For Americans, there are two elephants in the room when it comes to any discussion of the C-word: the long-held view that we lack a culture (or at least a single unified culture), and our particular history of racial oppression. Only through the peculiar combination of these two circumstances (not that they are wholly unrelated) could Culture become generalized and fĂȘted in the particular way that it is (i.e. with no regard for which culture we are dealing with, as if they were all of equal merit). There's a certain knee-jerk reaction that some of us white Americans are prone to whereby white=bad, and black (or, to take it further, non-white, or even non-Western)=good. It's awkward to talk about and we avoid it if we can, but anyone who lives here knows how firmly entrenched it is, especially if you are involved even casually in jazz and its offshoots. It's a token way for us whites to acknowledge that we understand how fucked up things were and are. There's nothing so wrong about that on the surface, but let's just keep in mind that the devil is in the details: there are plenty of places in the world today where the human rights situation is as bad or worse than it is in the USA, even given the substantial regressions of the last 7 years.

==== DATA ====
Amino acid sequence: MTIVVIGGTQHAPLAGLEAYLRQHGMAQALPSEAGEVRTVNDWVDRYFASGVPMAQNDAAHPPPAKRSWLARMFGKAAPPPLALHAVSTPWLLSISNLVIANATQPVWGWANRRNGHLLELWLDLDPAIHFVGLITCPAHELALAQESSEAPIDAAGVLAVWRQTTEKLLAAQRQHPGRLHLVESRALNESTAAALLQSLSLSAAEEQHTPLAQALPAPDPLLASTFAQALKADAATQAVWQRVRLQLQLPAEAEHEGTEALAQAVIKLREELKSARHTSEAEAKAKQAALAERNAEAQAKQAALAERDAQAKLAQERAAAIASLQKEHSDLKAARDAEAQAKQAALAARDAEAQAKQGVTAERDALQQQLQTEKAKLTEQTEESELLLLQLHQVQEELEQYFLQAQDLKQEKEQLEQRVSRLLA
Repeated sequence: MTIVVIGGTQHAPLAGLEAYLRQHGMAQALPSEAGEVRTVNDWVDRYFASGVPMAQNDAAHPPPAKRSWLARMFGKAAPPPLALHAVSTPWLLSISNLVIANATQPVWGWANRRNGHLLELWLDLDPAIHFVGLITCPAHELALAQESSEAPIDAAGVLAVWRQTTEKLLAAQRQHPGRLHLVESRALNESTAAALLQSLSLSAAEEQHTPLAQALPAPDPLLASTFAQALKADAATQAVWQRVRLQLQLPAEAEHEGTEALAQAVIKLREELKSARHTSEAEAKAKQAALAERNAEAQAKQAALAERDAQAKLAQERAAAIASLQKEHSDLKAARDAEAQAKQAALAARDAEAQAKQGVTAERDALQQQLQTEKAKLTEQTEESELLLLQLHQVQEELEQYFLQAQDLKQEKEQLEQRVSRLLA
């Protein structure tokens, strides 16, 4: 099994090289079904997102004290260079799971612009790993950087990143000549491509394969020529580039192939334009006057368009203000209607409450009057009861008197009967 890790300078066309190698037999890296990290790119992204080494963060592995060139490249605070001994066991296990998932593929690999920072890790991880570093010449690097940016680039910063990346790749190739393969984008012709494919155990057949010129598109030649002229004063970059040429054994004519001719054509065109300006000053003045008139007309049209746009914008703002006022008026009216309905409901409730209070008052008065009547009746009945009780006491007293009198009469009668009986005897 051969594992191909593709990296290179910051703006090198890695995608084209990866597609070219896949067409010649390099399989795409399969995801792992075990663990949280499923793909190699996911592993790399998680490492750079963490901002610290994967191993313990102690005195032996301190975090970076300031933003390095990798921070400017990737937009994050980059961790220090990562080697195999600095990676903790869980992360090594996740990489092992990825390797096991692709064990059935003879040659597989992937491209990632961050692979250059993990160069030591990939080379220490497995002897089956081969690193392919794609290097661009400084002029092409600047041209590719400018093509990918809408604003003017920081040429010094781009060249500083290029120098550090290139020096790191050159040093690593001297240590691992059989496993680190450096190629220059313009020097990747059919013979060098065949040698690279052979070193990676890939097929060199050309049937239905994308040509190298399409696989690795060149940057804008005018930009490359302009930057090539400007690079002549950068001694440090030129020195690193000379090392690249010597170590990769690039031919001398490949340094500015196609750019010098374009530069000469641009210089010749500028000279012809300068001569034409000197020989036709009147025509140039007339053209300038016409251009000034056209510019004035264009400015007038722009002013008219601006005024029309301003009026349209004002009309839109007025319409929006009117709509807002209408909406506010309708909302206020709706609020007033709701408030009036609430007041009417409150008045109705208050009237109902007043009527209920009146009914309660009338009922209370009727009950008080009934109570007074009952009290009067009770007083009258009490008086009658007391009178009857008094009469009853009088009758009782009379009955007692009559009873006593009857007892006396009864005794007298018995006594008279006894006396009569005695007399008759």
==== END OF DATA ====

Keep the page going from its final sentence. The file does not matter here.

Lack of pigment by no means equates to lack of Culture; various European ethnic groups, after all, have vital and distinct cultures of their own. More importantly, however, I don't believe for a second that a lack of Culture equates to a lack of artistic potency or legitimacy. There is a grave contradiction at the heart of capital-C culture advocacy; for lack of a better term, I'll refer to this as the control aspect of culture. Basically, what "culture" imposes on individuals generally is what "style" imposes on music (or any art) specifically: limits, control, hierarchy, or whatever you want to call it. You could, of course, have a "culture of openness" or something similar, but even that is a kind of control, essentially standing in opposition to people who might favor the imposition of something more monolithic. Think equal and opposite forces: to have a unified culture is to exert social control. If we are to merely generalize about Culture, this may in fact be its most universal feature.